I’ve fallen for this in the past, and ended up paying full eBay value for a Yashica Lynx 14 with a serious fungus issue. That wouldn’t happen online, as sellers have a reputation to uphold if they want to keep selling.
The second worst place to buy a film camera: Kijiji, Craigslist, and Facebook Marketplace
If there’s one ubiquitous truth, it’s that everyone overvalues their junk. Mix in sentimentality with a piece of rusty metal that’s been on a smoker’s shelf for 10 years, and you know you’re not coming away with a discount (or a refund if it fails).
The used marketplaces fail 4 out of 5 of the conditions above.
- Items are described poorly
- Cannot guarantee return or repair items if they’re not working
- The sales are high-pressure
- Some services allow you to leave feedback for the seller
- Deals are made with cash
Of course, every seller is different. There are professionals and reasonable people selling on the used marketplace who will offer a refund if something goes wrong. But more often than not, it’s buyer beware.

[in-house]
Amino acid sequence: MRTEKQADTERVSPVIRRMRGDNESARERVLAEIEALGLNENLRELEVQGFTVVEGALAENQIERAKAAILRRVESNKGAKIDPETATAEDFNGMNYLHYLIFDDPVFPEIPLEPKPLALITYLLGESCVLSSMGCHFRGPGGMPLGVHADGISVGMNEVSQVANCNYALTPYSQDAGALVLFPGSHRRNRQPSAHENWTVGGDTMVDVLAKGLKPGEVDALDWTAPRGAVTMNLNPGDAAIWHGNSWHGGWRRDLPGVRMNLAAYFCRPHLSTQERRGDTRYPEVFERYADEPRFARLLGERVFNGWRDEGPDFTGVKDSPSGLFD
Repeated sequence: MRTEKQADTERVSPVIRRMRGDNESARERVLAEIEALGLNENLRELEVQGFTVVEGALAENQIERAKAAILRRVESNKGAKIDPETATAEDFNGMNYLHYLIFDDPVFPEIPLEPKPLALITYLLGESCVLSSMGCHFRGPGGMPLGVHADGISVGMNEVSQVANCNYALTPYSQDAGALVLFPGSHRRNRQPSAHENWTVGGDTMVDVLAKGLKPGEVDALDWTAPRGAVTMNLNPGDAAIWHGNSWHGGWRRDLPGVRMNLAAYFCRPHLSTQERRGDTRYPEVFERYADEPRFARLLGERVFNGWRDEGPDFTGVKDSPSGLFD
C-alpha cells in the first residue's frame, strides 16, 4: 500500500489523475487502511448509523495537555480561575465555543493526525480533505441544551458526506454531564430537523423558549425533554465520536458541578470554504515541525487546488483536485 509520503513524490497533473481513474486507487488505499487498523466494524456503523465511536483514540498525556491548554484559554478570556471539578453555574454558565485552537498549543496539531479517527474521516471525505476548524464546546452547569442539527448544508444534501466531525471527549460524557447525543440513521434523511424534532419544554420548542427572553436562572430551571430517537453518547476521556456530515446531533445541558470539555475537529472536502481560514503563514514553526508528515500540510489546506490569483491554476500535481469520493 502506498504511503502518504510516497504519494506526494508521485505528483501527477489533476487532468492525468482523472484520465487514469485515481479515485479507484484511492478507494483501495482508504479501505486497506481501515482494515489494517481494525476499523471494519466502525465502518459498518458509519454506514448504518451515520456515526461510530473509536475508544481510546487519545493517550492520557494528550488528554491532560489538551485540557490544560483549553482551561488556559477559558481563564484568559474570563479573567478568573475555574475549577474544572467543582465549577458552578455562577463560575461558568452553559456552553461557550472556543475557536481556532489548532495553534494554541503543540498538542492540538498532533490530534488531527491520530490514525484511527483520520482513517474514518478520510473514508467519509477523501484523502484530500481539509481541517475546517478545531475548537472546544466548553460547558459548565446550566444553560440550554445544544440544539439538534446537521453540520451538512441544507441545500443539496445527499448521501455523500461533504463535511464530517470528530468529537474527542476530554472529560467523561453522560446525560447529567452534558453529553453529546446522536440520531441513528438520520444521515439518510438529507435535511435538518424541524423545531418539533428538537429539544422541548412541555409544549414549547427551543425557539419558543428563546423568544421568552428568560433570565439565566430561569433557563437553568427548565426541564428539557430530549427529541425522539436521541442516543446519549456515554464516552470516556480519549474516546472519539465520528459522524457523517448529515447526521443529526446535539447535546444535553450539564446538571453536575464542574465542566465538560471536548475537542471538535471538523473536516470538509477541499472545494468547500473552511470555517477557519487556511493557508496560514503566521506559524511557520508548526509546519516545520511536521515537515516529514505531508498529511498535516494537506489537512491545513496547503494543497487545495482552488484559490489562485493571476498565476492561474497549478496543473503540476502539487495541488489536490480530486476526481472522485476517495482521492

A prime example is my Hasselblad 500c camera, which I purchased on Facebook Marketplace. The camera looked amazing on the outside, which meant it was in pristine condition, and the seller sold it mint.
But I quickly discovered that the lens wasn’t firing every shot, and the auxiliary shutter on the camera body was jamming. All in all, I took it to the repairman 5 times and handed over an extra $600 in repair fees.